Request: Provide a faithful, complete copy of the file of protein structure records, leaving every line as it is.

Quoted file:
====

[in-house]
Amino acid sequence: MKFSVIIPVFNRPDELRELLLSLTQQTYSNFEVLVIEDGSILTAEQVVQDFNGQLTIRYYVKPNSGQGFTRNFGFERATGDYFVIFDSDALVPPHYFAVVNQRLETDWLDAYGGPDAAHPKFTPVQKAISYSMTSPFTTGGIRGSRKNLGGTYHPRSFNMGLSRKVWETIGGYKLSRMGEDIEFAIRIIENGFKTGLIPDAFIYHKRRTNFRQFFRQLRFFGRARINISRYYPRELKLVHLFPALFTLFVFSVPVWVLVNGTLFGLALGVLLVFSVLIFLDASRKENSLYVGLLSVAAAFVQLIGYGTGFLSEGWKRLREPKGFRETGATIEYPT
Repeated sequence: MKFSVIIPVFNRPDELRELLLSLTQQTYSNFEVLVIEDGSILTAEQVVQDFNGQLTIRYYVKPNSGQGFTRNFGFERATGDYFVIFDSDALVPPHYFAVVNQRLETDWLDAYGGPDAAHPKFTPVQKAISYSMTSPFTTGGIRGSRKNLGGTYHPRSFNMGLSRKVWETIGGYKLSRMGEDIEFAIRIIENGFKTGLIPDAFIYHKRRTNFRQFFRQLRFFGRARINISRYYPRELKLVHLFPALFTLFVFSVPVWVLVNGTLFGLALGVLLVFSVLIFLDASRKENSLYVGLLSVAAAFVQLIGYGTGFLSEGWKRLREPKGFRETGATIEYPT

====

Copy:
[in-house]
Amino acid sequence: MKFSVIIPVFNRPDELRELLLSLTQQTYSNFEVLVIEDGSILTAEQVVQDFNGQLTIRYYVKPNSGQGFTRNFGFERATGDYFVIFDSDALVPPHYFAVVNQRLETDWLDAYGGPDAAHPKFTPVQKAISYSMTSPFTTGGIRGSRKNLGGTYHPRSFNMGLSRKVWETIGGYKLSRMGEDIEFAIRIIENGFKTGLIPDAFIYHKRRTNFRQFFRQLRFFGRARINISRYYPRELKLVHLFPALFTLFVFSVPVWVLVNGTLFGLALGVLLVFSVLIFLDASRKENSLYVGLLSVAAAFVQLIGYGTGFLSEGWKRLREPKGFRETGATIEYPT
Repeated sequence: MKFSVIIPVFNRPDELRELLLSLTQQTYSNFEVLVIEDGSILTAEQVVQDFNGQLTIRYYVKPNSGQGFTRNFGFERATGDYFVIFDSDALVPPHYFAVVNQRLETDWLDAYGGPDAAHPKFTPVQKAISYSMTSPFTTGGIRGSRKNLGGTYHPRSFNMGLSRKVWETIGGYKLSRMGEDIEFAIRIIENGFKTGLIPDAFIYHKRRTNFRQFFRQLRFFGRARINISRYYPRELKLVHLFPALFTLFVFSVPVWVLVNGTLFGLALGVLLVFSVLIFLDASRKENSLYVGLLSVAAAFVQLIGYGTGFLSEGWKRLREPKGFRETGATIEYPT